{same dude. brian kim stefans doe this magic lanternity. and gets my vote for national treasure.

John Sexton Places of Power
You may not sell, publish, license or otherwise distribute any of these photographs without the written permission of the photographer.!!!!!!!!! !
{makes you wonder where microsoft gets all that gimme-gimme energy doesn't it?}

clarina Bezzola @cynthia broan gallery

Richard Fariña

His work attracted the attention of Billy DeBeck, creator of the newspaper strip 'Barney Google', in 1933. Fred Lasswell became his assistant, and took over the famous strip after DeBeck's death in 1942. During World War II, Fred Lasswell served as a flight radio operator and created the strip 'Sgt. Hashmark'. Apart from working in comics, he was an inventor, coming up with a successful citrus fruit harvester, a technique to enable the blind to read comics, a bilingual laser disc and a hypercard stack for computers. He also produced a series of videos for children, called 'Draw and Color with Uncle Fred'.

Eventually. Why not now?

famous obscene French pictures

winter in New York 1826

Scott MacNelly lives!


scurrilous noisemakers MC5

almost like that thomas kin-what's-his-face cheese-excrescence dude, only better enough,
michael davis architects
and so leading to

pehr records(Petaluma)

giardini di miro

homesleep records



Helium and lots of more


janieta eyre @christopher cutts gallery toronto

daisuke takeya

She also carried out her performance “Satogo Shigan in Toronto” and even made herself a part of a public art together with “Mr.Nobody” created by Tanya Reed.
Here you can see the outline of these Risa Campaign activities there.
Cambridge Galleries
Liane and Danny Taran Gallery for the Arts
with Mr.Nobody
All About My Days in Toronto

Lisa Law's R&R photography


Vann Nath

The Village of my Birth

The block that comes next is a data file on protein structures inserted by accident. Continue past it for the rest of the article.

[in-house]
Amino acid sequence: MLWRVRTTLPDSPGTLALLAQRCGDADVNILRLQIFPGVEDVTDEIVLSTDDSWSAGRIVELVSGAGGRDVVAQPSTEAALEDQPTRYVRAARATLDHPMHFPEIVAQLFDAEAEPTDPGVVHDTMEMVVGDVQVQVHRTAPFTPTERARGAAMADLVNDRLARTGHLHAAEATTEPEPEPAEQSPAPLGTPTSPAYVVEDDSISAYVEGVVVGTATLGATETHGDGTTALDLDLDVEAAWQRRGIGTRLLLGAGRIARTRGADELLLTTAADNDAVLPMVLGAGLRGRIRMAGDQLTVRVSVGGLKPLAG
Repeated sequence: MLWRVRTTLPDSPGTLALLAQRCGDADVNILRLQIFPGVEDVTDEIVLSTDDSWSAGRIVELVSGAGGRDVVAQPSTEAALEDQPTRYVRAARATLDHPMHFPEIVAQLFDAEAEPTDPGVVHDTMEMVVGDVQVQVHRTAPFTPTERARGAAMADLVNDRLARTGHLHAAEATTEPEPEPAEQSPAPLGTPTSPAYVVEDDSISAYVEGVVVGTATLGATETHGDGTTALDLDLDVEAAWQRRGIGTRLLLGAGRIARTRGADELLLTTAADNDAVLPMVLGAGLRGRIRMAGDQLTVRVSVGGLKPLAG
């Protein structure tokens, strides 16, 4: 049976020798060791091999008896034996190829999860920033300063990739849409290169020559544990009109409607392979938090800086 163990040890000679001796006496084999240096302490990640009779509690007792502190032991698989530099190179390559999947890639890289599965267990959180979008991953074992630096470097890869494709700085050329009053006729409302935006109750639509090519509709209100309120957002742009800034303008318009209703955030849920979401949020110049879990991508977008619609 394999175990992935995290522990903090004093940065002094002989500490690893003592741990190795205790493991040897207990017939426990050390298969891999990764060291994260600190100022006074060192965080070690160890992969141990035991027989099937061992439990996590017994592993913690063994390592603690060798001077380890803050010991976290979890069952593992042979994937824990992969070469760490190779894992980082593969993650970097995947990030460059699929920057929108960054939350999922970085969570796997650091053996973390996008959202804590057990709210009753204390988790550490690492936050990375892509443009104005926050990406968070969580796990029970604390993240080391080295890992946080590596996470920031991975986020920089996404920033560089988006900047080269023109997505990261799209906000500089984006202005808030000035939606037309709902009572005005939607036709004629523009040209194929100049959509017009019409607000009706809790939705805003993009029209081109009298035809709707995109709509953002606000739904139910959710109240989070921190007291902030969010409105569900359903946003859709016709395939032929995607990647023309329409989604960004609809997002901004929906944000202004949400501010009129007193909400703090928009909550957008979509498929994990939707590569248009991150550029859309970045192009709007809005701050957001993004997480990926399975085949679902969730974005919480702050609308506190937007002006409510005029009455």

Harvests of war

Eastern Light at
through the windows of ShirleyDay

mites be all right

On June 17th, every year, the family goes through a private ritual: we photograph ourselves to stop a fleeting moment, the arrow of time passing by


Bill Robertson (photographs) has good design sense


Jane Simpson is cool

National Gallery of Canada

mackenzie art gallery

Anatomie du Reve

what happened?



Three Bells

Jan Saudek photgraphs Fate Descending Toward The River, Leading two Innocent Children By The Hand

also he photographs The Cigar

early sidewalk

it really was like that

1000 Clown Pictures

give or take a few

Marischa Slusarski @linda warren


Colt .45


making bread

bushnell's American Turtle


early lounge act

Brig Gen Wm Gamble & Staff & who's that kid?

Magick in XX Books

Arte of Warre


Kim Stringfellow as Saint Lucy


Dream Requiem

"He was just smooth," says Estria. "Like, someone would do an E, and do it kind of loopy. It just sits there. Dream would make it flow." Once, he says, Francisco painted a piece entirely in yellow that was so vibrant it attracted bees.

Dream Lives






rye al fresco

arriving long ago


The picture shows, as malignant powers, created by terrible Ahriman: monsters, divs - (daemons), pairikas - (she-daemons), are invading the world. They are killing Primary man - Guya-Martan and Primary bull. The Primary man likes Purusha (Indian mythology); Imir (Scandinavian mythology), Pan-gu (Chinese mythology). There are also fravashas - angels' forces and at the same time - souls of the future peoples Fravashas are fightng against evil powers.

Ian Dawson's plastic art @James Cohan

Fred Tomaselli @James Cohan Gallery

Dodo Jin MIng @Laurence Miller Gallery

Photography in New York
HUGE listing of artists and links to galleries

Ron Mueck @Hirshhorn

BlindSpot. Photography Joyce Carol Oates William Eggleston Lois Conner MIchael Stipe Allen Ginsberg Laurie Simmons Thomas Struth James Casebere

freedom riders Jackson Typewriters police and dogs

CHINA Fifty years inside the People's Republic:

Photographs at The Asia Society

All images contained at this site are copyrighted by Macduff Everton. They may only be used with the written permission of Macduff Everton. Unauthorized use is subject to severe civil and criminal penalties under applicable laws, including the Digital Millennium Copyright Act. All images on this Web site are registered with the U.S. Copright Office. Any unauthorized download, screen capture, or otherwise captured or reproduced copy of any image or other content on this Web site is a violation of the Federal Copyright Law. The infringing party may be held liable for damages up to $150,000 per infringement plus all attorney's fees and legal costs.

{NOT an open-source guy}

Peugeot Moonster

Sol Lewitt's wavy brush strokes @Pace Prints

also @Pace:

  • Jessica Stockholder
  • Kate Shepherd
  • Lucas Samaras
  • Saul Steinberg
  • Robert Rauschenberg
  • Agnes Martin
  • Donald Baechler
  • Jim Dine
  • April Gornick

  • 23.10.02

    Polly Apfelbaum at One Great Jones and at D'Amelio Terras. also at Karyn Love Grove gallery

    One Great Jones Street

    tritones from girlhacker

    who also turns us on (via Martha Stewart) to:

    magnetic paint!


    Rev. J.S. Swearingen @Phyllis Kind John Jacob Niles